When you arrive at a stadium at just after nine in the morning and don’t leave until twelve hours later, it’s going to be hard to sum up an entire day into just a short blog.

Therefore, I think it makes sense to concentrate on possibly the most bizarre part of the weekend so far, the 2012 hours to go ceremony which included the official opening of the stadium. Personally, I had assumed the stadium had opened before the athletes had arrived on Friday afternoon but LOCOG obviously thought differently.

The ceremony was hosted by Vernon Kay and Gabby Logan and included various celebrities, although I use that term very loosely, competing in various activities where the winner would win a prize for a certain section of the crowd. Activites included a tug of war, tandem cycling, art and a 100m zorbing race (won by Lemar).

It felt much more like It’s a Knockout than elite level sport.

To be fair, the ideas may have worked had early May been blessed with warm sunshine, but in the cold and damp stadium, I got the impression very few spectators were really engaged. This was emphasised by the speed with which they vacated the stadium well before the end, far too many to be just those looking to avoid the traffic.

It may seem like a strange concept, but it seems that most of the spectators were actually there to watch the best young university and UKA talent compete. Why spectators weren’t allowed into the stadium until nearly 7pm when the majority of BUCS races had finished, is beyond me.

The atmosphere as the stadium filled to around 40,000 was amazing; I can only imagine how it must have felt trackside. I just wish more people had got the chance to witness the athletics, and that more athletes had experienced the atmosphere.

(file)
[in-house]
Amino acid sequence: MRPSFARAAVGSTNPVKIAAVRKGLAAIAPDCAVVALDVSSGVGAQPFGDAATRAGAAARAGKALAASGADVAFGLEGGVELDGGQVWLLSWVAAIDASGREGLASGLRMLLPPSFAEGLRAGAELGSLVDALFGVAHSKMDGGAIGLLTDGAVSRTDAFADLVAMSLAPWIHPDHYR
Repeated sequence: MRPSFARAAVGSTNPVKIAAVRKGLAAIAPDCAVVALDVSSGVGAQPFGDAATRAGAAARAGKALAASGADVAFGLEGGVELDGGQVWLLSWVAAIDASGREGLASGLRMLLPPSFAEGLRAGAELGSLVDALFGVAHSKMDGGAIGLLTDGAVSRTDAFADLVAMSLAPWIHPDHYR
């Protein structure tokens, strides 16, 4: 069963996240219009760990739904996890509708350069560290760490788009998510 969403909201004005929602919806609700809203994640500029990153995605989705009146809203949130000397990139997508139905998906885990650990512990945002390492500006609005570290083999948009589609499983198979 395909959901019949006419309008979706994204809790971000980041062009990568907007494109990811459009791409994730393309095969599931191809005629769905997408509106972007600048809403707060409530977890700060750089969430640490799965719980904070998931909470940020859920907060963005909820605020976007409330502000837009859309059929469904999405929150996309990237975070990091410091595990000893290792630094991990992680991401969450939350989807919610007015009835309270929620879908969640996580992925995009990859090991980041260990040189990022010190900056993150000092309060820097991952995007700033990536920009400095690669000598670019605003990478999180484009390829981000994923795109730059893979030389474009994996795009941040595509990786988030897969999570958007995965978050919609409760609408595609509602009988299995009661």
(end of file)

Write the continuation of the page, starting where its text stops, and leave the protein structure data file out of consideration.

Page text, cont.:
Far from being a negative, I believe it’s a huge positive that so many people wanted to see the BUCS athletics; it should do great things for the profile of university sport. Tickets sold out very quickly and I wonder how close they could have got to filling the stadium had they released all the tickets.

From my point of view the message to LOCOG is clear: allow sport and athletics to flourish. It’s like T20 cricket, people thought it needed the jacuzzis and bouncy castles and gimmicks to sell tickets, but instead people came to view the sport.

Clearly it is the same at the Olympic Park, fans are coming to watch the sport, the British people don’t need cheap (or even potentially very expensive) gimmicks and famous faces to come down and enjoy a sporting contest.

It's the pride, passion and desire that sometimes only sport manages to deliver that people are willing to pay hundreds of pounds to see.

Looking at the schedule for Sunday, there will be some real, tightly fought contests, so make sure you’re reading Label’s live updates from 10am.


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